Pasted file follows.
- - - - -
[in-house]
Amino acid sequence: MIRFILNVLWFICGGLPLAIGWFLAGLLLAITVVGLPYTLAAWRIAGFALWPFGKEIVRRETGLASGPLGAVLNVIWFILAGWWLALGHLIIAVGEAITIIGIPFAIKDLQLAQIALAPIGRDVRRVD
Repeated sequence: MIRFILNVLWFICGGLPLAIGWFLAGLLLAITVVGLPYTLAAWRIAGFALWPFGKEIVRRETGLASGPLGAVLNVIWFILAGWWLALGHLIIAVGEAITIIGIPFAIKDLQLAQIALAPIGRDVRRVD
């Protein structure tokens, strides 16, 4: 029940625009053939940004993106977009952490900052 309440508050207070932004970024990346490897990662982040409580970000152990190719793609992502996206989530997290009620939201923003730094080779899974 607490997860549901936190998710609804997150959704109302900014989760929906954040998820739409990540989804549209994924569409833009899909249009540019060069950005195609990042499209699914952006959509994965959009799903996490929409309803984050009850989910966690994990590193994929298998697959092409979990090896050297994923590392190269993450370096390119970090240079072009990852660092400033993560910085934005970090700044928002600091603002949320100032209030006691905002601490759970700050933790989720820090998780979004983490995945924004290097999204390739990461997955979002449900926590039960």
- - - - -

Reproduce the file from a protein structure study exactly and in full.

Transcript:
[in-house]
Amino acid sequence: MIRFILNVLWFICGGLPLAIGWFLAGLLLAITVVGLPYTLAAWRIAGFALWPFGKEIVRRETGLASGPLGAVLNVIWFILAGWWLALGHLIIAVGEAITIIGIPFAIKDLQLAQIALAPIGRDVRRVD
Repeated sequence: MIRFILNVLWFICGGLPLAIGWFLAGLLLAITVVGLPYTLAAWRIAGFALWPFGKEIVRRETGLASGPLGAVLNVIWFILAGWWLALGHLIIAVGEAITIIGIPFAIKDLQLAQIALAPIGRDVRRVD
């Protein structure tokens, strides 16, 4: 029940625009053939940004993106977009952490900052 309440508050207070932004970024990346490897990662982040409580970000152990190719793609992502996206989530997290009620939201923003730094080779899974 607490997860549901936190998710609804997150959704109302900014989760929906954040998820739409990540989804549209994924569409833009899909249009540019060069950005195609990042499209699914952006959509994965959009799903996490929409309803984050009850989910966690994990590193994929298998697959092409979990090896050297994923590392190269993450370096390119970090240079072009990852660092400033993560910085934005970090700044928002600091603002949320100032209030006691905002601490759970700050933790989720820090998780979004983490995945924004290097999204390739990461997955979002449900926590039960």